1. Excluding studies with inadequate concealment of allocation
  2. Excluding studies in which outcome evaluation is not blinded
  3. Excluding studies in which loss to follow-up is greater than 10%
  4. Excluding studies with missing data

 

Acknowledgements

  1. Top of page
  2. Background
  3. Objectives
  4. Methods
  5. Acknowledgements
  6. Appendices
  7. Contributions of authors
  8. Declarations of interest

We gratefully thank Liliana Coco, Review Group Managing Editor and the editorial team of the Cochrane Multiple Sclerosis Group for advice and support in writing this protocol.

 

Appendices

  1. Top of page
  2. Background
  3. Objectives
  4. Methods
  5. Acknowledgements
  6. Appendices
  7. Contributions of authors
  8. Declarations of interest
 

Appendix 1. Keywords

sodium channel blockers[MeSH Terms] OR "sodium channel blockers"[All Fields] OR sodium channel blockers[Text Word]

 

Contributions of authors

  1. Top of page
  2. Background
  3. Objectives
  4. Methods
  5. Acknowledgements
  6. Appendices
  7. Contributions of authors
  8. Declarations of interest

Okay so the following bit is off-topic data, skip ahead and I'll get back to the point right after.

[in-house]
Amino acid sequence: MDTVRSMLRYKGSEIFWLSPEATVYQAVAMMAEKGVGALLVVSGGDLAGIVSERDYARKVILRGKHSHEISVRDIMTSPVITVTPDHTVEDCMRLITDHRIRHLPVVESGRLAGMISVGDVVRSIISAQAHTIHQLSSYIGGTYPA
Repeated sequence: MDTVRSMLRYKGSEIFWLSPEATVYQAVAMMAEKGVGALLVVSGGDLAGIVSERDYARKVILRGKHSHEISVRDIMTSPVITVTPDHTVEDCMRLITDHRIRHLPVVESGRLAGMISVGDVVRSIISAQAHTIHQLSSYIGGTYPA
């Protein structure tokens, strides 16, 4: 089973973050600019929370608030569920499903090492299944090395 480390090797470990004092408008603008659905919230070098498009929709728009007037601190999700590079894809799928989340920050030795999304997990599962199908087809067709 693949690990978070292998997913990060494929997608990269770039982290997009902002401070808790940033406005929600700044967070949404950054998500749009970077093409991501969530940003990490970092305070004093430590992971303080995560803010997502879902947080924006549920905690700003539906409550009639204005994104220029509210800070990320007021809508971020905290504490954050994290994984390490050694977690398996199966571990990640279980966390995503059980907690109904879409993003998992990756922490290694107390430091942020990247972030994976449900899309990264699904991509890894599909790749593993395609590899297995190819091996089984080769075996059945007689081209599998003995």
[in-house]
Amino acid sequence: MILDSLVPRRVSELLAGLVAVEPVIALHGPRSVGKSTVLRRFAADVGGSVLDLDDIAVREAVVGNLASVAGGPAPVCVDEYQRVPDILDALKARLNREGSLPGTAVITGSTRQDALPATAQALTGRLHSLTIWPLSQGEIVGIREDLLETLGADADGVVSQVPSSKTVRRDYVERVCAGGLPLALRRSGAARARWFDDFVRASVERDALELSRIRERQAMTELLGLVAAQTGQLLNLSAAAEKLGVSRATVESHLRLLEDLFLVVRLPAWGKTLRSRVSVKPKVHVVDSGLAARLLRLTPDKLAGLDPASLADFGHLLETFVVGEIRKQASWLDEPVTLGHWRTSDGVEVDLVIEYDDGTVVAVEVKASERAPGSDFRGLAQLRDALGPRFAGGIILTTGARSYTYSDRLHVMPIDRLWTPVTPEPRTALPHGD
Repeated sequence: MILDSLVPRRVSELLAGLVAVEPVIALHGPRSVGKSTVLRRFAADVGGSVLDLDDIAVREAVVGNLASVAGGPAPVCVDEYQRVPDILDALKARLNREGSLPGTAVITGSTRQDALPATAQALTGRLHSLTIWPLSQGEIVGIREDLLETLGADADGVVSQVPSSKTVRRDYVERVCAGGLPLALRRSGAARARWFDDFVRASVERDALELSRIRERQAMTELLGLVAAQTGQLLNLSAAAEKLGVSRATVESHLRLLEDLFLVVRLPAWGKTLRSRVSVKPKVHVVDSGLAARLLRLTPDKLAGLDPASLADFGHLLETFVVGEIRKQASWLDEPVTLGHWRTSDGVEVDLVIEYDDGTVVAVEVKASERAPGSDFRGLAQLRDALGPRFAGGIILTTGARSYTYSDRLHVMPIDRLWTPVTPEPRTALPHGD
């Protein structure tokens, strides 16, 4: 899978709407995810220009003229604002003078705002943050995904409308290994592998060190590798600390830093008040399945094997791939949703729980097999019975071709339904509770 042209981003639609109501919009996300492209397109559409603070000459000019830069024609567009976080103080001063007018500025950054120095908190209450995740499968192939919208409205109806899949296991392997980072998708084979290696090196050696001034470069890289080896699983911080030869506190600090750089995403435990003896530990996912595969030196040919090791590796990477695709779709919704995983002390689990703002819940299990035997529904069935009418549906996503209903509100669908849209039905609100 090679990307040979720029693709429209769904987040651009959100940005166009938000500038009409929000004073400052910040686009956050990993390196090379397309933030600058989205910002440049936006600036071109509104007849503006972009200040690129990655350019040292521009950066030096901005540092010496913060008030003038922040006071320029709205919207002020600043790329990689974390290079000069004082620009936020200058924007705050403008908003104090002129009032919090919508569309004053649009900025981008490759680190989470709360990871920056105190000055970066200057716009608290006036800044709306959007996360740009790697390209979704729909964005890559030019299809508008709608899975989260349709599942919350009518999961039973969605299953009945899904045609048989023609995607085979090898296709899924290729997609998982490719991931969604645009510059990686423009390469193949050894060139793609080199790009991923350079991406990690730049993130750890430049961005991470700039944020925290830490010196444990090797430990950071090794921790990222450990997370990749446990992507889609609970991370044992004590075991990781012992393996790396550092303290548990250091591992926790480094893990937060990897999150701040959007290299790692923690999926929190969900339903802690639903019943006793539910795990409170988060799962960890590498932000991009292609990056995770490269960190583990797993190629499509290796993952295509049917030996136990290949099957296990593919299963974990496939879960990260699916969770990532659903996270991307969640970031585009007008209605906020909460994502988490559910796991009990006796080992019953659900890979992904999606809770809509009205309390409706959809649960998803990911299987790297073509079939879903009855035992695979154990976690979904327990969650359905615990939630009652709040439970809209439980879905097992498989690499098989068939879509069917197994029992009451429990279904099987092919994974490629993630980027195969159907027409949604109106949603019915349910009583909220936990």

Drafting the protocol: Chunsong Yang, Lingli Zhang, Zilong Hao, Linan Zeng and Jin Wen
Searching for trials: Chunsong Yang and Linan Zeng
Obtaining copies of relevant references: Chunsong Yang and Jin Wen
Trial selection and evaluation: Chunsong Yang, Lingli Zhang, Zilong Hao and Jin Wen
Data extraction and data entry: Chunsong Yang, Lingli Zhang and Linan Zeng
Analysis, writing the final review and interpreting the results: Chunsong Yang, Lingli Zhang, Zilong Hao, Linan Zeng and Jin Wen
The review will be updated by Chunsong Yang and Lingli Zhang

 

Declarations of interest

  1. Top of page
  2. Background
  3. Objectives
  4. Methods
  5. Acknowledgements
  6. Appendices
  7. Contributions of authors
  8. Declarations of interest

None known.

References

Additional references

  1. Top of page
  2. Abstract
  3. Background
  4. Objectives
  5. Methods
  6. Acknowledgements
  7. Appendices
  8. Contributions of authors
  9. Declarations of interest
  10. Additional references